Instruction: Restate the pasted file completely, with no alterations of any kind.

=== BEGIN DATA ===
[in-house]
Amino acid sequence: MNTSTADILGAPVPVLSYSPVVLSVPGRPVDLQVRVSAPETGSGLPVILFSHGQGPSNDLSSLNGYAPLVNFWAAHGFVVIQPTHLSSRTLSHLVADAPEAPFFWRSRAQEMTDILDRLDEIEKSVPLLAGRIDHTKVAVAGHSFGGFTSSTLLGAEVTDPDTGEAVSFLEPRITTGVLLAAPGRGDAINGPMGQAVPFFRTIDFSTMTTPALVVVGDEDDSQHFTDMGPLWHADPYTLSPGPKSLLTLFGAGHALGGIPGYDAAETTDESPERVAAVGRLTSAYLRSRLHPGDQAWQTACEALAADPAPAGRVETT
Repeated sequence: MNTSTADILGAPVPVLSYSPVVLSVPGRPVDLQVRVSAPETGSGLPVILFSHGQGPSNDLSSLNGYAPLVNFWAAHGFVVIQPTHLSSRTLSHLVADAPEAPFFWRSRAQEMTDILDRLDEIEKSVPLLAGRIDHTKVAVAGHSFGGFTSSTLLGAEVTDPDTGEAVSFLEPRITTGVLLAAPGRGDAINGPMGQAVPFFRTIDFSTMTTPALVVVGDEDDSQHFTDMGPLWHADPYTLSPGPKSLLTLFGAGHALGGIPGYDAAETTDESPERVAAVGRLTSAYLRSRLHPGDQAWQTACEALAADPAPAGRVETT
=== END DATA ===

[in-house]
Amino acid sequence: MNTSTADILGAPVPVLSYSPVVLSVPGRPVDLQVRVSAPETGSGLPVILFSHGQGPSNDLSSLNGYAPLVNFWAAHGFVVIQPTHLSSRTLSHLVADAPEAPFFWRSRAQEMTDILDRLDEIEKSVPLLAGRIDHTKVAVAGHSFGGFTSSTLLGAEVTDPDTGEAVSFLEPRITTGVLLAAPGRGDAINGPMGQAVPFFRTIDFSTMTTPALVVVGDEDDSQHFTDMGPLWHADPYTLSPGPKSLLTLFGAGHALGGIPGYDAAETTDESPERVAAVGRLTSAYLRSRLHPGDQAWQTACEALAADPAPAGRVETT
Repeated sequence: MNTSTADILGAPVPVLSYSPVVLSVPGRPVDLQVRVSAPETGSGLPVILFSHGQGPSNDLSSLNGYAPLVNFWAAHGFVVIQPTHLSSRTLSHLVADAPEAPFFWRSRAQEMTDILDRLDEIEKSVPLLAGRIDHTKVAVAGHSFGGFTSSTLLGAEVTDPDTGEAVSFLEPRITTGVLLAAPGRGDAINGPMGQAVPFFRTIDFSTMTTPALVVVGDEDDSQHFTDMGPLWHADPYTLSPGPKSLLTLFGAGHALGGIPGYDAAETTDESPERVAAVGRLTSAYLRSRLHPGDQAWQTACEALAADPAPAGRVETT